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Biden to end US support for offensive operations in Yemen

President Joe Biden also appointed a special envoy for the war-wrecked country.
Yemeni tribesmen attend a rally denouncing the United States and the outgoing Trump administration's decision to apply the "terrorist" designation to the Iran-backed movement, in the Huthi-held capital Sanaa on February 4, 2021. - Washington is reviewing the designation by the Trump administration, which came into effect the day before Joe Biden took office and sparked fears of further catastrophe in the war-torn country. (Photo by Mohammed HUWAIS / AFP) (Photo by MOHAMMED HUWAIS/AFP via Getty Images)

President Joe Biden is cutting off US support for “offensive operations” in Yemen and appointing a special envoy to push for a diplomatic solution to end the six-year civil war. 

“This war has to end. To underscore our commitment, we're ending all American support for offensive operations for the war in Yemen, including relevant arms sales,” Biden said during a speech delivered at the State Department on Thursday.

In keeping with a campaign pledge, Biden said the US would be taking a more active role in ending the conflict and as part of those efforts, he named career diplomat Timothy Lenderking as special envoy to Yemen. Lenderking served as deputy chief of mission at the US Embassy in Saudi Arabia, and most recently, was a top official for Arabian Gulf affairs at the State Department. 

A senior State Department official who has worked with Lenderking described him as an “excellent diplomat” who knows the key players in Yemen’s conflict as well as anyone, and “genuinely cares in his heart about ending the suffering of Yemeni civilians.”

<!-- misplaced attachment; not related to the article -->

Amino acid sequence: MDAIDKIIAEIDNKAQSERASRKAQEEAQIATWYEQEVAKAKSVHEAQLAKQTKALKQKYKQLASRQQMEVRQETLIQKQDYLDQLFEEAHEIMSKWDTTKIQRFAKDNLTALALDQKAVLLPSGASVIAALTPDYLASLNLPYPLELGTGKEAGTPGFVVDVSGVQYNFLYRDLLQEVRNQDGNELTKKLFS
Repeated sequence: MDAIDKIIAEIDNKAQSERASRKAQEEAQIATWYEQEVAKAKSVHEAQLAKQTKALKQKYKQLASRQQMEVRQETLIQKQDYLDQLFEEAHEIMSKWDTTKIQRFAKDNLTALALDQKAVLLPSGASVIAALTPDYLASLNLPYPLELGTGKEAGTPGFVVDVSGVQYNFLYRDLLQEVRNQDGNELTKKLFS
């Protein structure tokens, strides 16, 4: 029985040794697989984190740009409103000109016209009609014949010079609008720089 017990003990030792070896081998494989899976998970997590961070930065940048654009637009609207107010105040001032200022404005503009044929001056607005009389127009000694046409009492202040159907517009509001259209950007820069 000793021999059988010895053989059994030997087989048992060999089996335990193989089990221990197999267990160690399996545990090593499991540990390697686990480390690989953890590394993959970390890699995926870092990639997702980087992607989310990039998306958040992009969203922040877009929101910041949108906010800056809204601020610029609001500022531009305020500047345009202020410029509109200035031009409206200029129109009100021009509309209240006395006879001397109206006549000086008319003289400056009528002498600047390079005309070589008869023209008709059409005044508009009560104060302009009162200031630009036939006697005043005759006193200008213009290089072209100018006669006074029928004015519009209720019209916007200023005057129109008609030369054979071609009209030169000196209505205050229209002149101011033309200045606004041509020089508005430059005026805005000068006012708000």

Yemen is embroiled in a civil war pitting the Iran-aligned Houthi rebel movement against a Saudi-led military coalition that intervened in 2015 to restore the internationally recognized government. Both the Trump and Obama administrations provided support to the coalition, including logistical assistance, shared intelligence, and until 2018, aircraft refueling. 

The Biden administration previously announced a pause on weapons sales to Saudi Arabia and the United Arab Emirates as part of a review on arms deals made during the Trump administration. The Saudi-led coalition is accused of thousands of civilian casualties in Yemen, and rights groups have warned continued arms sales would prolong the human suffering. 

Ahead of Biden’s announcement, national security advisor Jake Sullivan told reporters that the administration has consulted with senior officials in Riyadh and Abu Dhabi on the new Yemen actions.

“We are pursuing a policy of no surprises when it comes to these types of actions so they understand that this is happening and they understand our reasoning and rationale for it,” Sullivan said during a White House press briefing Thursday. 

Sullivan clarified that the end of “offensive operations” in the war-torn country doesn’t include US action taken against Al-Qaeda’s affiliate in Yemen, Al Qaeda in the Arabian Peninsula (AQAP), but extends to operations that have "perpetuated a civil war in Yemen that has led to a humanitarian crisis."

The Arab world’s poorest country is experiencing what the United Nations calls the world’s worst humanitarian crisis. Famine is looming in Yemen, where more than 80 percent of the population — some 24 million people — are dependent on humanitarian aid to survive. 

The Biden administration is also reviewing a last-minute Trump administration action to designate Yemen’s Houthi group as a foreign terrorist organization. Despite waivers put in place for humanitarian activity, aid agencies have warned the terror label could deter sanctions-averse banks and foreign companies from continuing to do business in Yemen. Others have suggested the designation could undermine delicate UN-led negotiations over a decaying oil tanker controlled by the Houthis off Yemen’s Red Sea coast. 

Progressive groups on Thursday commended Biden for fulfilling a campaign pledge on Yemen. Advocacy group Win Without War called it a "momentous victory," but just a first step. 

"This is only the beginning. Now is the time for a clean break from the past and for the U.S. to finally commit to seeking positive peace in Yemen,” the group said in a statement.

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